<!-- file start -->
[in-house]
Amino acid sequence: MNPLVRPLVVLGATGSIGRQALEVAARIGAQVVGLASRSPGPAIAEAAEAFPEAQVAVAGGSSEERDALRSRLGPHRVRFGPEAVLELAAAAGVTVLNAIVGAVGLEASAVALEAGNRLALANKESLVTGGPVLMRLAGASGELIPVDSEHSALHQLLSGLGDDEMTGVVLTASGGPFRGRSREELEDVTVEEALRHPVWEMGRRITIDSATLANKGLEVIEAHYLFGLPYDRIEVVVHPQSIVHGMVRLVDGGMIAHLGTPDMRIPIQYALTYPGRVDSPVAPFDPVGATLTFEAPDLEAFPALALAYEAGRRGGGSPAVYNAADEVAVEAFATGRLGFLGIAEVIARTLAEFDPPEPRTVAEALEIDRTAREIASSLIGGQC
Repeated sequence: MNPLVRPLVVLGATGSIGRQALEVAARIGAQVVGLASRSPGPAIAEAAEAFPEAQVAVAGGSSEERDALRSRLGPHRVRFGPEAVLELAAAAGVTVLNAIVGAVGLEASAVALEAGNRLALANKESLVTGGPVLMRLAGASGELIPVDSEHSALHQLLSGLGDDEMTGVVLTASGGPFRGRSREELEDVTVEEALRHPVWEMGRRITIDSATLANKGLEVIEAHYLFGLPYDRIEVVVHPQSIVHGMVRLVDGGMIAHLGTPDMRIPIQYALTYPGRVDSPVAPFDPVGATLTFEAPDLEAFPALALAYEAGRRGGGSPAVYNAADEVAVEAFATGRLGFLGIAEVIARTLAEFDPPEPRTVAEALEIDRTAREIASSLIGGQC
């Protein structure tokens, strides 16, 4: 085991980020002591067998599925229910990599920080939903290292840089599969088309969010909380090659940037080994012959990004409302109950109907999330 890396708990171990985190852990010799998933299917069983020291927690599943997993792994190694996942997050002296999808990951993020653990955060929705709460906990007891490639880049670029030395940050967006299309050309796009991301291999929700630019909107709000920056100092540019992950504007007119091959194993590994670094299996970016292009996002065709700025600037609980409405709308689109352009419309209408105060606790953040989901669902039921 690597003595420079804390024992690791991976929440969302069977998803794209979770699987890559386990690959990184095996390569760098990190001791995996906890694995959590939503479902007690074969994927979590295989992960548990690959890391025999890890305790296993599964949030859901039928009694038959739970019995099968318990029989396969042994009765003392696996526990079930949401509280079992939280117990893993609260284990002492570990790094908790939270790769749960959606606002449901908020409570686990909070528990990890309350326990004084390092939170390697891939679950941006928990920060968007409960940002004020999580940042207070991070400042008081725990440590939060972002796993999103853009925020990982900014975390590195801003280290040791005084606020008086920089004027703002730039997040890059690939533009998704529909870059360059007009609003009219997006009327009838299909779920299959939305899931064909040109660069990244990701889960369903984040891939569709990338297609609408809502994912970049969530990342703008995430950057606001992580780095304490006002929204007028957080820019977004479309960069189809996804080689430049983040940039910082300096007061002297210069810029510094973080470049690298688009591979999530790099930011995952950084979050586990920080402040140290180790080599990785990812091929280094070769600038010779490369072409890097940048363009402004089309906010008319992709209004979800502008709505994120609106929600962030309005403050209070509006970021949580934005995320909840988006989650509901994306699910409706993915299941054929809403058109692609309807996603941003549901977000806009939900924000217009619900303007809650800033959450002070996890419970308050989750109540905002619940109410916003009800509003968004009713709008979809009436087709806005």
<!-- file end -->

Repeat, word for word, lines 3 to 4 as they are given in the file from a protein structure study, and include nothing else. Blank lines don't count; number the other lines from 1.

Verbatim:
Repeated sequence: MNPLVRPLVVLGATGSIGRQALEVAARIGAQVVGLASRSPGPAIAEAAEAFPEAQVAVAGGSSEERDALRSRLGPHRVRFGPEAVLELAAAAGVTVLNAIVGAVGLEASAVALEAGNRLALANKESLVTGGPVLMRLAGASGELIPVDSEHSALHQLLSGLGDDEMTGVVLTASGGPFRGRSREELEDVTVEEALRHPVWEMGRRITIDSATLANKGLEVIEAHYLFGLPYDRIEVVVHPQSIVHGMVRLVDGGMIAHLGTPDMRIPIQYALTYPGRVDSPVAPFDPVGATLTFEAPDLEAFPALALAYEAGRRGGGSPAVYNAADEVAVEAFATGRLGFLGIAEVIARTLAEFDPPEPRTVAEALEIDRTAREIASSLIGGQC
């Protein structure tokens, strides 16, 4: 085991980020002591067998599925229910990599920080939903290292840089599969088309969010909380090659940037080994012959990004409302109950109907999330 890396708990171990985190852990010799998933299917069983020291927690599943997993792994190694996942997050002296999808990951993020653990955060929705709460906990007891490639880049670029030395940050967006299309050309796009991301291999929700630019909107709000920056100092540019992950504007007119091959194993590994670094299996970016292009996002065709700025600037609980409405709308689109352009419309209408105060606790953040989901669902039921 690597003595420079804390024992690791991976929440969302069977998803794209979770699987890559386990690959990184095996390569760098990190001791995996906890694995959590939503479902007690074969994927979590295989992960548990690959890391025999890890305790296993599964949030859901039928009694038959739970019995099968318990029989396969042994009765003392696996526990079930949401509280079992939280117990893993609260284990002492570990790094908790939270790769749960959606606002449901908020409570686990909070528990990890309350326990004084390092939170390697891939679950941006928990920060968007409960940002004020999580940042207070991070400042008081725990440590939060972002796993999103853009925020990982900014975390590195801003280290040791005084606020008086920089004027703002730039997040890059690939533009998704529909870059360059007009609003009219997006009327009838299909779920299959939305899931064909040109660069990244990701889960369903984040891939569709990338297609609408809502994912970049969530990342703008995430950057606001992580780095304490006002929204007028957080820019977004479309960069189809996804080689430049983040940039910082300096007061002297210069810029510094973080470049690298688009591979999530790099930011995952950084979050586990920080402040140290180790080599990785990812091929280094070769600038010779490369072409890097940048363009402004089309906010008319992709209004979800502008709505994120609106929600962030309005403050209070509006970021949580934005995320909840988006989650509901994306699910409706993915299941054929809403058109692609309807996603941003549901977000806009939900924000217009619900303007809650800033959450002070996890419970308050989750109540905002619940109410916003009800509003968004009713709008979809009436087709806005």